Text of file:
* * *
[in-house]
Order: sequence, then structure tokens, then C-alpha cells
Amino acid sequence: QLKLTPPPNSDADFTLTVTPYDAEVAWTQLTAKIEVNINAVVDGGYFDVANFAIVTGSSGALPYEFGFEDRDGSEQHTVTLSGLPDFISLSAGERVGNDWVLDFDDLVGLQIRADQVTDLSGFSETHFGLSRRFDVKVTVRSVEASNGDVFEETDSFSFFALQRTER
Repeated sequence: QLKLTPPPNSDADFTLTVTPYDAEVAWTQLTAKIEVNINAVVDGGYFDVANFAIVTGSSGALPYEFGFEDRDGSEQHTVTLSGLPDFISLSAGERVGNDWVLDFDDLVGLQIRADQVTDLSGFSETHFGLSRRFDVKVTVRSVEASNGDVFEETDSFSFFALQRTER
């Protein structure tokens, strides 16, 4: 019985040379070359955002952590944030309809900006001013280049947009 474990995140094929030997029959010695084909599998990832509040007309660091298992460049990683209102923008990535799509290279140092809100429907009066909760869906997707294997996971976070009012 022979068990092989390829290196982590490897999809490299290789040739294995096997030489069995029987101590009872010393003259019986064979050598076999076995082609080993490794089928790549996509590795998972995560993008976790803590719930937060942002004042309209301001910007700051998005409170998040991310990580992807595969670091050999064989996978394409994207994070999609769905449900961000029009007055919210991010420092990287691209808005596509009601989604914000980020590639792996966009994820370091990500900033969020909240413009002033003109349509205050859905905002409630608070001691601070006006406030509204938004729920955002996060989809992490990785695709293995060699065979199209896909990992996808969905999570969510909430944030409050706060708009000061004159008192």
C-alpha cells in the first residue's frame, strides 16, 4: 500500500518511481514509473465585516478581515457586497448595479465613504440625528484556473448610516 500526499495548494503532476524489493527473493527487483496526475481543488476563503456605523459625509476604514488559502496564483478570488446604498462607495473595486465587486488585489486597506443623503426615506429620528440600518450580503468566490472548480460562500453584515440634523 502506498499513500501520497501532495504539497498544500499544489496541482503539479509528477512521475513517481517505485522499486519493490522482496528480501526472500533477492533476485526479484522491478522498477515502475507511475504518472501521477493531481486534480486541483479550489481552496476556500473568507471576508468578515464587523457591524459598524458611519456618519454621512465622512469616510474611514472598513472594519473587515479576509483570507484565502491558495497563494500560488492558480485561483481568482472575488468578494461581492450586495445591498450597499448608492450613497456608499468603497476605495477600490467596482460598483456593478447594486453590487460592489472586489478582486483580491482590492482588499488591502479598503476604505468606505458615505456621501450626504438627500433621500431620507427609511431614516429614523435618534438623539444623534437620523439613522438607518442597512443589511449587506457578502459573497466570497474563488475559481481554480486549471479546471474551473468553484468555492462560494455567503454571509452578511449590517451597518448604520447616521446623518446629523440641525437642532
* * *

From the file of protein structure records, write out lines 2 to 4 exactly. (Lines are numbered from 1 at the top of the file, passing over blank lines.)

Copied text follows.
Order: sequence, then structure tokens, then C-alpha cells
Amino acid sequence: QLKLTPPPNSDADFTLTVTPYDAEVAWTQLTAKIEVNINAVVDGGYFDVANFAIVTGSSGALPYEFGFEDRDGSEQHTVTLSGLPDFISLSAGERVGNDWVLDFDDLVGLQIRADQVTDLSGFSETHFGLSRRFDVKVTVRSVEASNGDVFEETDSFSFFALQRTER
Repeated sequence: QLKLTPPPNSDADFTLTVTPYDAEVAWTQLTAKIEVNINAVVDGGYFDVANFAIVTGSSGALPYEFGFEDRDGSEQHTVTLSGLPDFISLSAGERVGNDWVLDFDDLVGLQIRADQVTDLSGFSETHFGLSRRFDVKVTVRSVEASNGDVFEETDSFSFFALQRTER